Tracking the Werther Effect on social media: Emotional responses to prominent suicide deaths on twitter and subsequent increases in suicide

Robert Andrew Fahey, Tetsuya Matsubayashi, Michiko Ueda

Research output: Contribution to journalArticle

1 Citation (Scopus)

Abstract

Rises in suicide rates following media reports of the deaths by suicide of public figures are a well-documented phenomenon. However, it remains unclear why, or by what exact mechanism, celebrity suicides act to increase suicidal risk in the wider public due to the lack of data showing how the public understands and reacts to the suicide of well-known figures. This study used a supervised machine learning approach to investigate the emotional content of almost 1 million messages sent on Twitter related to the suicides of 18 prominent individuals in Japan between 2010 and 2014. The results revealed that different demographic characteristics of the deceased person (age, gender, and occupation) resulted in significant differences in emotional response; notably that the suicides of younger people, of women and of people in entertainment careers created more emotional responses (measured as a ratio of emotionally-coded tweets within the overall volume of tweets for each case) than for older people, men, and those in other careers. Moreover, certain types of emotional response were shown to correlate to subsequent rises in the national suicide counts, with “surprised” reactions being positively correlated with the suicide counts, while a high proportion of polite messages of condolence were negatively correlated. The study demonstrates the importance of, and describes a methodology for, considering the content of social media messages, not just their volume, in research into the mechanism by which these widely-reported deaths increase suicide risk in the broader public.

Original languageEnglish
Pages (from-to)19-29
Number of pages11
JournalSocial Science and Medicine
Volume219
DOIs
Publication statusPublished - 2018 Dec 1

Fingerprint

Social Media
twitter
social media
Suicide
suicide
death
career
suicide rate
Emotional Response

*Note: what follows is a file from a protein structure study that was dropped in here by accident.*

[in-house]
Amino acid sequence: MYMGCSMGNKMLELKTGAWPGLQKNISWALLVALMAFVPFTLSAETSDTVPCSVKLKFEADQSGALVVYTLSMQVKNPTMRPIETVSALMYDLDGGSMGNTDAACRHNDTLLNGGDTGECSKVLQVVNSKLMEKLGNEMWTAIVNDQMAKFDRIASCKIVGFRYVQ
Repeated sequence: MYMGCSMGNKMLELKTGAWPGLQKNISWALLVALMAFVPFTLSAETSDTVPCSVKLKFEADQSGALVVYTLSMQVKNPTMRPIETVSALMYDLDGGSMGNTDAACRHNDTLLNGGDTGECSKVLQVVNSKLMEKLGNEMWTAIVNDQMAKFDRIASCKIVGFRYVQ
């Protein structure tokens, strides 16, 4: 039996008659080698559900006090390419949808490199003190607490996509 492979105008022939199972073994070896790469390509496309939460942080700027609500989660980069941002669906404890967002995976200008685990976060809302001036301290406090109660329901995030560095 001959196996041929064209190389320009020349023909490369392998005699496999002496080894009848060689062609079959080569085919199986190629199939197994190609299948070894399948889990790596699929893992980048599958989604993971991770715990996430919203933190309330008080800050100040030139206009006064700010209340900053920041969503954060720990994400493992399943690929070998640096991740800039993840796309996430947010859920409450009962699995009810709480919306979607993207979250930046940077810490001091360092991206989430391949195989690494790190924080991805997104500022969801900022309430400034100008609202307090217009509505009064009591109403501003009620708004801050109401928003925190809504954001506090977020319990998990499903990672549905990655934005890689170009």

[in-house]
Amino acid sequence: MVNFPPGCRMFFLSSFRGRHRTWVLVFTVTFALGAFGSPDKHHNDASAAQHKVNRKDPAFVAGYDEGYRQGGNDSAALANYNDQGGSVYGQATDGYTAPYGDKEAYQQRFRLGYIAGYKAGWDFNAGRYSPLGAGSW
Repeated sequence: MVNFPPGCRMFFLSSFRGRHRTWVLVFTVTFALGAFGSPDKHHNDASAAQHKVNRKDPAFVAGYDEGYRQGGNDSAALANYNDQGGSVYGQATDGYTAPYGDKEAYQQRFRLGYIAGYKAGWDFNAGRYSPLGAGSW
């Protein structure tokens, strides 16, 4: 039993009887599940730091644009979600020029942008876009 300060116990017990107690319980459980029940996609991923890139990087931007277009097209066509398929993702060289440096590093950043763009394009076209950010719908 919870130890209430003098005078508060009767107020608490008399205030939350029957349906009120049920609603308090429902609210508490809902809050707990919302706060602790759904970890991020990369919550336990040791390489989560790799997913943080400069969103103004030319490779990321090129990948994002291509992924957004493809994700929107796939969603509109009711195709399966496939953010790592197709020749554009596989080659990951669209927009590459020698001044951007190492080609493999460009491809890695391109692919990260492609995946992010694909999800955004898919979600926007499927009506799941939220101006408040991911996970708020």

Werther
VIP
entertainment
Occupations
occupation
Japan
Demography
human being
lack
gender
methodology

Keywords

  • Celebrity suicide
  • Imitation
  • Japan
  • Media
  • Social media
  • Suicide
  • Twitter
  • Werther effect

ASJC Scopus subject areas

  • Health(social science)
  • History and Philosophy of Science

Cite this

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abstract = "Rises in suicide rates following media reports of the deaths by suicide of public figures are a well-documented phenomenon. However, it remains unclear why, or by what exact mechanism, celebrity suicides act to increase suicidal risk in the wider public due to the lack of data showing how the public understands and reacts to the suicide of well-known figures. This study used a supervised machine learning approach to investigate the emotional content of almost 1 million messages sent on Twitter related to the suicides of 18 prominent individuals in Japan between 2010 and 2014. The results revealed that different demographic characteristics of the deceased person (age, gender, and occupation) resulted in significant differences in emotional response; notably that the suicides of younger people, of women and of people in entertainment careers created more emotional responses (measured as a ratio of emotionally-coded tweets within the overall volume of tweets for each case) than for older people, men, and those in other careers. Moreover, certain types of emotional response were shown to correlate to subsequent rises in the national suicide counts, with “surprised” reactions being positively correlated with the suicide counts, while a high proportion of polite messages of condolence were negatively correlated. The study demonstrates the importance of, and describes a methodology for, considering the content of social media messages, not just their volume, in research into the mechanism by which these widely-reported deaths increase suicide risk in the broader public.",
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